When Gary Turner first heard about the Jews versus Gentiles baseball game, he wondered, “What is that about?”
When Mark Schneiderman’s wife, Leslie, first heard about it, “she couldn’t stop laughing,” Schneiderman said. “Then she said, ‘You’re going to get killed.’ ”
The laugh’s on Leslie. The 12-man Dodgertown West Jews routed the Dodgertown West Gentiles 9-2 on Jan. 7 at Mary Star of the Sea High School in San Pedro.
“It was a lot of fun,” Mark Schneiderman said. “We played pretty good baseball. Everybody’s wondering when we’ll do it again.”
The game arose out of the Dodgertown West players looking for a different way to pair off. They have been playing together since 1984, when a small group of men who had just returned from a Dodgers fantasy camp in Vero Beach, Fla., wanted to continue the friendships that developed. The facility was called Dodgertown for the 55 years the Dodgers used it, so calling it Dodgertown West seemed natural. Only those who have attended at least one fantasy camp are eligible to join.
More than 130 players — the majority of whom are Jews — compete on six different teams, with the rosters changing every six months.
Previously, the players paired off as Orange County versus Los Angeles County. Turner, who pitched for the Gentiles, realized how odd Jews versus Gentiles might seem, “but we’re all such good friends [and] this seemed like fun,” he said.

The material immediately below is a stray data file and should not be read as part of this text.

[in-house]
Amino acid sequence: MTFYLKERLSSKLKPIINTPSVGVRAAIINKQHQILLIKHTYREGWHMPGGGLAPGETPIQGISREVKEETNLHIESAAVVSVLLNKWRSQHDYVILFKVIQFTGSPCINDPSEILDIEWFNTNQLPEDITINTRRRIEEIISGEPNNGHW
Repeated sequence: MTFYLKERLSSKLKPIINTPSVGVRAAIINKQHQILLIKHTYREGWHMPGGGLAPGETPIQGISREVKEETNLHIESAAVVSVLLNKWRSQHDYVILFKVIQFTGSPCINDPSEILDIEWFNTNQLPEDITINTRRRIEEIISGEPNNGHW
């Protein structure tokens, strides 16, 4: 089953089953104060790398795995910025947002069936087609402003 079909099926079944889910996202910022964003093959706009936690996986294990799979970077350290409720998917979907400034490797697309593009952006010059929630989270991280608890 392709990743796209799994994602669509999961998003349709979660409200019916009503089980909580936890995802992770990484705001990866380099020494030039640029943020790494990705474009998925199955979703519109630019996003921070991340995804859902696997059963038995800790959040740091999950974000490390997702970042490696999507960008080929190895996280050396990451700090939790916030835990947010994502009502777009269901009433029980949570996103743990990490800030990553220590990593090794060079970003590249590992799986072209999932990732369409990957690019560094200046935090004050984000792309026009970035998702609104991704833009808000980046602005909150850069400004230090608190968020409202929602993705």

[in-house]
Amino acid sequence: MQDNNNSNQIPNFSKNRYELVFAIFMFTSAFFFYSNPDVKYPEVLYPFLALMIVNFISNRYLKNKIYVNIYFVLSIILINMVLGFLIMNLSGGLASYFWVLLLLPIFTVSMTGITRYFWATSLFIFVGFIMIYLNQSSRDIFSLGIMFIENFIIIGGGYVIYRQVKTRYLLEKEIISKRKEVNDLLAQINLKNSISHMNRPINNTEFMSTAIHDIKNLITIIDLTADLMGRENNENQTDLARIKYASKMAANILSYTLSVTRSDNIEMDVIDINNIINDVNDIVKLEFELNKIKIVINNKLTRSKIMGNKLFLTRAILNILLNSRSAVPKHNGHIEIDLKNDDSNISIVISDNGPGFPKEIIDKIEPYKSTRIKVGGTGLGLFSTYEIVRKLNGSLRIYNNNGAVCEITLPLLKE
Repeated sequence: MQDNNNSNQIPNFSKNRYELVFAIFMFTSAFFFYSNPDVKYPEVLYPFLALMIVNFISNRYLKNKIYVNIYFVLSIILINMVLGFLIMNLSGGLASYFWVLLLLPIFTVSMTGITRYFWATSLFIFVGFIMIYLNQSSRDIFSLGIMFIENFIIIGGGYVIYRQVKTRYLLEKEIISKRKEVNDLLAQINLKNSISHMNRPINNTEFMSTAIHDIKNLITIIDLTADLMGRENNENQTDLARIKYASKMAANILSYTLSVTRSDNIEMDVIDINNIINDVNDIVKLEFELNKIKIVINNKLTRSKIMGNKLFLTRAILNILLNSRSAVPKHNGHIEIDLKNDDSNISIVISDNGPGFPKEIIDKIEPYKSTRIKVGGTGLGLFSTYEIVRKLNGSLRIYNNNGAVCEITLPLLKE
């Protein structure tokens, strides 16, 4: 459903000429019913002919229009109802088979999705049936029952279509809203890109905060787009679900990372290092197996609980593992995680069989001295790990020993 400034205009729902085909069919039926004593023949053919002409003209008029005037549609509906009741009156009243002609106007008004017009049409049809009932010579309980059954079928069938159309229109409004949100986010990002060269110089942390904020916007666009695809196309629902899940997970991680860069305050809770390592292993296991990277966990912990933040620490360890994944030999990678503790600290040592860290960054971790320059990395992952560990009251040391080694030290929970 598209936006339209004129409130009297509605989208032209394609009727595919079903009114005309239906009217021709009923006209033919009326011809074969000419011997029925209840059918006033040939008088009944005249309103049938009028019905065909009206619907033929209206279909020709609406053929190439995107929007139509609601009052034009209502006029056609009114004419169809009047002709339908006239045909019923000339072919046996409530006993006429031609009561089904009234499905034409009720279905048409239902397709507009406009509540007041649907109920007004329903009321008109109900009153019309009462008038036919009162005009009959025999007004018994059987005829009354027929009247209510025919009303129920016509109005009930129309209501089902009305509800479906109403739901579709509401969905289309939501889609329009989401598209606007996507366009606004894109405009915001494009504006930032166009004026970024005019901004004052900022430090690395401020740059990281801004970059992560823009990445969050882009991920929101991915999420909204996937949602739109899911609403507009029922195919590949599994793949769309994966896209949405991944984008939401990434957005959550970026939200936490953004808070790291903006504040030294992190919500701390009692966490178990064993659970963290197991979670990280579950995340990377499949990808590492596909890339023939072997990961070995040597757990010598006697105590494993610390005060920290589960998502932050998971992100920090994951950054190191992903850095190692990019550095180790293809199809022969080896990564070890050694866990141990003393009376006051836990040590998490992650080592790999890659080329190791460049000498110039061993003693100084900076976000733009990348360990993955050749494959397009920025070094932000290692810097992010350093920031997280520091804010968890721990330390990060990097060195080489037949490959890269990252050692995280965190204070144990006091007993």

Catcher Aron Levinson said playing this way made it seem like they’re really playing for something.
“We’ve been persecuted so much in the past, and it’s a way to show the league that Jews are good athletes,” he said.
Sandy Koufax proved that decades ago, Turner said. Schneiderman said he didn’t think he’d see a Koufax-like performance, although starting pitcher Steve Moritz held the Gentiles in check. The Jews led 9-0 into the bottom of the ninth inning before the Gentiles scored.
As is common with friendly rivalries, the trash talk spewed freely.
Turner predicted a Gentile victory and guaranteed he would strike out his good friend Schneiderman. Schneiderman, who grounded out against Turner, said there was “about as much chance of that happening as [Iranian President Mahmoud] Ahmadinejad converting to Judaism.”
Since indications are that the players want to play Jews versus Gentiles again, David Liptz, one of the game’s organizers, said he wants the next game to be in the desert so the Jews could be the home team.